*not shown on ribbon bar:

WWI French Croix d’Guerre
Second Oak Leaf Cluster on Legion of Merit

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One of my favorite groupings with Theater Made Ribbons.

The grouping of US Navy Captain Leonard Harmon: 1938 graduate of the USNA, Navy Pilot, and one of only 217 US Naval personnel awarded decorations by the Soviet Union during WWII, having earned the Order of Glory 3rd Class for severely damaging the German Submarine U-966, which was eventually scuttled by her crew off the Spanish coast.

After spotting U-966, Harmon and the crew of his B-24 (along with another B-24) immediately began their attack, making several strafing runs over the U-Boat while encountering heavy flak from her anti aircraft gun. This flak severely damaged the B-24’s Bombay doors, rendering her unable to bomb the German vessel, and her primary armament useless. In spite of this heavy damage, and the ongoing barrage of flak from the enemy submarine, Harmon continued his attacks until running dangerously low on fuel, which forced him to return to England. Later on, more allied planes continued to attack the U-Boat, continuing to inflict massive damage which eventually forced her commander, Eckehard Wolf to scuttle her.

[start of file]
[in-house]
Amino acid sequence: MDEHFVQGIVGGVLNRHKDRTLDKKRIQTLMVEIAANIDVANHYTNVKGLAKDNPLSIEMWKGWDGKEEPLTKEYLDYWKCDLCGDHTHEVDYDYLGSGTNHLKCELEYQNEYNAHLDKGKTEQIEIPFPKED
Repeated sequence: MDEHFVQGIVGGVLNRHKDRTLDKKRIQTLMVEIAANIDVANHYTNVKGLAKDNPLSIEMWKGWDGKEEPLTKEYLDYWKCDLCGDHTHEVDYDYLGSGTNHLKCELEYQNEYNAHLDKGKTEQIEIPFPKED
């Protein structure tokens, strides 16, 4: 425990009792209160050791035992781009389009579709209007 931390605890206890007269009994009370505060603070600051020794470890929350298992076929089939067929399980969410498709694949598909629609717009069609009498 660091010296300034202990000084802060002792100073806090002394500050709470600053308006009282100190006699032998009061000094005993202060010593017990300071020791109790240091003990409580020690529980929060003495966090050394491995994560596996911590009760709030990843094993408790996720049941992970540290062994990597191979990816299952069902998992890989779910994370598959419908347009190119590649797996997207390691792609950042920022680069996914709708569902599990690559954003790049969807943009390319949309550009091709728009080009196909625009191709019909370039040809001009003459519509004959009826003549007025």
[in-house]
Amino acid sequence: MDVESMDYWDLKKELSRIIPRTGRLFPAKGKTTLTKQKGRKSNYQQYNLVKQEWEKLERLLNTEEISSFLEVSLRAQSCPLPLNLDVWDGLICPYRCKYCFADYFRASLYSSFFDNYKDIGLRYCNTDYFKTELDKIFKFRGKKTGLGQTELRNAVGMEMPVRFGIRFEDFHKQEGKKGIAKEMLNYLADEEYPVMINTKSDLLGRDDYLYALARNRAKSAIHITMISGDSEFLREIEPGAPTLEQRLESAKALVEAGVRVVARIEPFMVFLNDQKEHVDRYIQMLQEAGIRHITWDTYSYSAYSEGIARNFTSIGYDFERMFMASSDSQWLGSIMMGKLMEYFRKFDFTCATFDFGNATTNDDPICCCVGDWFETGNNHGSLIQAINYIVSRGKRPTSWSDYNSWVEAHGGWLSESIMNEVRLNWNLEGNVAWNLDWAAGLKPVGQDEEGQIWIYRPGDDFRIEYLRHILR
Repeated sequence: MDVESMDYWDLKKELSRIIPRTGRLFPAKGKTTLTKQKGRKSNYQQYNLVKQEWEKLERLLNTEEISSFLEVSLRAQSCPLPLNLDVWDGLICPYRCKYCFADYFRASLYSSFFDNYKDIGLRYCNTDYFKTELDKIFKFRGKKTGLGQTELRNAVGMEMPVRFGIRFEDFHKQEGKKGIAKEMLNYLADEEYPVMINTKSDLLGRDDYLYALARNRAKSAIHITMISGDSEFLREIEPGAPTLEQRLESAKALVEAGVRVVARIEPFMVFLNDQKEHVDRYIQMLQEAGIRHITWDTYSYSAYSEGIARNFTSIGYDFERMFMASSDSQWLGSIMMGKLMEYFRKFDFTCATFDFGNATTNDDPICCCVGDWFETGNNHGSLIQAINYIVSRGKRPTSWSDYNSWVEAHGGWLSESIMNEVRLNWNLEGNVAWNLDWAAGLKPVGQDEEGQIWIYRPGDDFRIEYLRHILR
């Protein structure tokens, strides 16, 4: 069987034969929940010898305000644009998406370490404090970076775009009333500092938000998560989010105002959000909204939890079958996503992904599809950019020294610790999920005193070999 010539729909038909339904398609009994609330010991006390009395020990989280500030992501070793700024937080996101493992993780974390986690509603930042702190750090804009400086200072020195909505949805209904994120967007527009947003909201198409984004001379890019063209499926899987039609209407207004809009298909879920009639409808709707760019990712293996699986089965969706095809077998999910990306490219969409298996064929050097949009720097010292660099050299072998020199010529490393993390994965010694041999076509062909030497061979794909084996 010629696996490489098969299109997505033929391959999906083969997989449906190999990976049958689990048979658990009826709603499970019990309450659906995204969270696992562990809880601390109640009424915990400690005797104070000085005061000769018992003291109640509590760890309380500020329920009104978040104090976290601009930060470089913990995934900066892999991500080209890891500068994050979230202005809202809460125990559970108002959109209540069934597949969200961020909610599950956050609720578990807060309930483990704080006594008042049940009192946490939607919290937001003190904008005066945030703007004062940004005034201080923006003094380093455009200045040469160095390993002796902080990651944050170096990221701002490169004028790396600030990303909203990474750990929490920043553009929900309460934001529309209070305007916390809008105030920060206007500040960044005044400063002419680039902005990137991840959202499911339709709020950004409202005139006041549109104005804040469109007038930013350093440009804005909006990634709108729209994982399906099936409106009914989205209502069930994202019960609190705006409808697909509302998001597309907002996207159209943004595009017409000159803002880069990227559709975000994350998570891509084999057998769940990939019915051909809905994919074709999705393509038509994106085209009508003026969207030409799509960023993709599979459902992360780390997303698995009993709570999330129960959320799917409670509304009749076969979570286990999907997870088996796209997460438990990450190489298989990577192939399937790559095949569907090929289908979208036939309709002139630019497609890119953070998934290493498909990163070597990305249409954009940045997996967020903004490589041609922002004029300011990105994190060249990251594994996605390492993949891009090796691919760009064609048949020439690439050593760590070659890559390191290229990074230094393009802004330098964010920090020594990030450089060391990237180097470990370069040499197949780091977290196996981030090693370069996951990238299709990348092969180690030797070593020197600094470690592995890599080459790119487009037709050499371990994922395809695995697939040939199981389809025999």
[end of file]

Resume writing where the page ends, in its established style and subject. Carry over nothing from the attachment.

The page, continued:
For his relentless bravery, Harmon and his crew were highly decorated, with Harmon receiving the US Distinguished Flying Cross, the British Distinguished Flying Cross, and the Soviet Order of Glory 3rd Class.

Though Harmon refused to wear his Soviet Award during his post war career due to the tensions of the Cold War, he continued to wear the ribbon until his retirement from the Navy in 1968. He would pass away in 1998, and would be buried with full military honors at the Calverton National Cemetery in New York.

This grouping features his: Theater Made Ribbons and Wings, Cap, original photographs, Command at Sea Badge, and his Uniform (not pictured), with the Ribbon bar having been prominently featured in the Dave Schwind book “Blue Seas, Red Stars”.